Family-friendly universityAnd when I think about these colleagues, I ask myself how family-friendly our universities really are? In the international competition for qualified specialists, employers depend on making attractive offers, and making them specifically for women too. Many German universities proudly display their "Family Friendly University" certificates. "The University of Bielefeld defines the term 'family' as the social network. In addition to the core family, this also includes single mothers and fathers, non-marital and same-sex partnerships, patchwork and foster families. The term family comprises all forms of private cohabitation designed to be long-term. Family means a lifelong association between generations characterised by taking on responsibility for each other", says the homepage of the University of Bielefeld, the university where I studied and will also complete my doctorate.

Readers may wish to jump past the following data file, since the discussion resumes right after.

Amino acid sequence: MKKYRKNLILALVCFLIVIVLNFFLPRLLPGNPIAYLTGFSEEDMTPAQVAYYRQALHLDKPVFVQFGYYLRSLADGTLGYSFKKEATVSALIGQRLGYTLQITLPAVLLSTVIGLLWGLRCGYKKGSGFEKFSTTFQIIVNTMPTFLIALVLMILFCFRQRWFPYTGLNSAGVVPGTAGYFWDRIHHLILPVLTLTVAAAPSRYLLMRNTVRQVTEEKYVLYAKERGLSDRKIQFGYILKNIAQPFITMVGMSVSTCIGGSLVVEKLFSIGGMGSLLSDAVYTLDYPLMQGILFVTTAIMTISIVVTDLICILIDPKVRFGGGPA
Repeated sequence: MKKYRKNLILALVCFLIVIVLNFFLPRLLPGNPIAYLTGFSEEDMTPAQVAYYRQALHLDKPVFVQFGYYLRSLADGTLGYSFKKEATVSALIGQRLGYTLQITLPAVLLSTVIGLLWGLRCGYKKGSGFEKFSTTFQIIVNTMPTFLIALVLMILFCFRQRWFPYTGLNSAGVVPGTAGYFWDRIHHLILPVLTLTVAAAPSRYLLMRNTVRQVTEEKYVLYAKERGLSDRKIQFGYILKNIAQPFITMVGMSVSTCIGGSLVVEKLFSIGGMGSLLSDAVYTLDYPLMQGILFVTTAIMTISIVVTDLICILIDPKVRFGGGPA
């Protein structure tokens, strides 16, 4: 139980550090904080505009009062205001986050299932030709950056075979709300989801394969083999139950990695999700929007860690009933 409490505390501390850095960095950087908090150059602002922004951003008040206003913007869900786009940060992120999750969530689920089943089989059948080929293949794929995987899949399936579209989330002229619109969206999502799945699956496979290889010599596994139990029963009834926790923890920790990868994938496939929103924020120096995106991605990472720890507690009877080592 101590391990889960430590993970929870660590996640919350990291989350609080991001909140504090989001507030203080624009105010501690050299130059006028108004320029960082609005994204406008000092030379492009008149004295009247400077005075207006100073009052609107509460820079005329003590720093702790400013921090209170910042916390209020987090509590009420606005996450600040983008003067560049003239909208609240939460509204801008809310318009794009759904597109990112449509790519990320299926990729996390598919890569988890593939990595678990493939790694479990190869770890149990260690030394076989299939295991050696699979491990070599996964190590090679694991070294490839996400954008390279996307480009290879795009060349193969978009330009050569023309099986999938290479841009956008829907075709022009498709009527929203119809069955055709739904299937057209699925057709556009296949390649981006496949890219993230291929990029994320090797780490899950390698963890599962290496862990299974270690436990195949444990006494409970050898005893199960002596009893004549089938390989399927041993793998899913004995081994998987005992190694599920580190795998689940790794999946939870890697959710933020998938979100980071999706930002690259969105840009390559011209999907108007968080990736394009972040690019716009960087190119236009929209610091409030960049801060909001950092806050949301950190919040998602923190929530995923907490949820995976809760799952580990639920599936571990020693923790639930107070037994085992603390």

And particularly the clause about the "lifelong association between generations characterised by taking on responsibility for each other" makes me thoughtful, as I'm lucky to have a very large family that lives in the same city as I do. As I'm married, there are also my in-laws, who also live in Bielefeld. Those should really be ideal conditions for starting my own family with children, as I would not lack for childcare options. But the reality is different, because like many female academics I'm employed on a fixed-term contract. And whether I stay in Bielefeld or the surrounding area after my contract ends will also depend on the opportunities that open up for me, and could also conflict with the requirements of the academic system, which demands mobility and values CVs that document a variety of stations.